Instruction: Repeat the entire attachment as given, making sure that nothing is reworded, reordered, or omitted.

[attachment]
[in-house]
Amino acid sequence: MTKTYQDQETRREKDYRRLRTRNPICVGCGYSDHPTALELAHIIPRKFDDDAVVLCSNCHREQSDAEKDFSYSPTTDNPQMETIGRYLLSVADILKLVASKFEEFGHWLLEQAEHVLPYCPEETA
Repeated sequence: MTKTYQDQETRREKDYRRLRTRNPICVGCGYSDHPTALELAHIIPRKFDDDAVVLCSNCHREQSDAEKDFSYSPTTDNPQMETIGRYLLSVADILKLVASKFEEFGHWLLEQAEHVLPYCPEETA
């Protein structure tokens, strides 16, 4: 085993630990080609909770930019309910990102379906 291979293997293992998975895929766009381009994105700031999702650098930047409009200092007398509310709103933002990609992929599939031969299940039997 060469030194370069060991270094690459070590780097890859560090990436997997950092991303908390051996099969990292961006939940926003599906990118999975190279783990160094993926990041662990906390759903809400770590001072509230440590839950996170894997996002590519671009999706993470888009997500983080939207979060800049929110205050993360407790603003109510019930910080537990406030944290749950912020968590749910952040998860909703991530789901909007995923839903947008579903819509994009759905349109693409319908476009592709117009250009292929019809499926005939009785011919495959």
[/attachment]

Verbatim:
[in-house]
Amino acid sequence: MTKTYQDQETRREKDYRRLRTRNPICVGCGYSDHPTALELAHIIPRKFDDDAVVLCSNCHREQSDAEKDFSYSPTTDNPQMETIGRYLLSVADILKLVASKFEEFGHWLLEQAEHVLPYCPEETA
Repeated sequence: MTKTYQDQETRREKDYRRLRTRNPICVGCGYSDHPTALELAHIIPRKFDDDAVVLCSNCHREQSDAEKDFSYSPTTDNPQMETIGRYLLSVADILKLVASKFEEFGHWLLEQAEHVLPYCPEETA
């Protein structure tokens, strides 16, 4: 085993630990080609909770930019309910990102379906 291979293997293992998975895929766009381009994105700031999702650098930047409009200092007398509310709103933002990609992929599939031969299940039997 060469030194370069060991270094690459070590780097890859560090990436997997950092991303908390051996099969990292961006939940926003599906990118999975190279783990160094993926990041662990906390759903809400770590001072509230440590839950996170894997996002590519671009999706993470888009997500983080939207979060800049929110205050993360407790603003109510019930910080537990406030944290749950912020968590749910952040998860909703991530789901909007995923839903947008579903819509994009759905349109693409319908476009592709117009250009292929019809499926005939009785011919495959």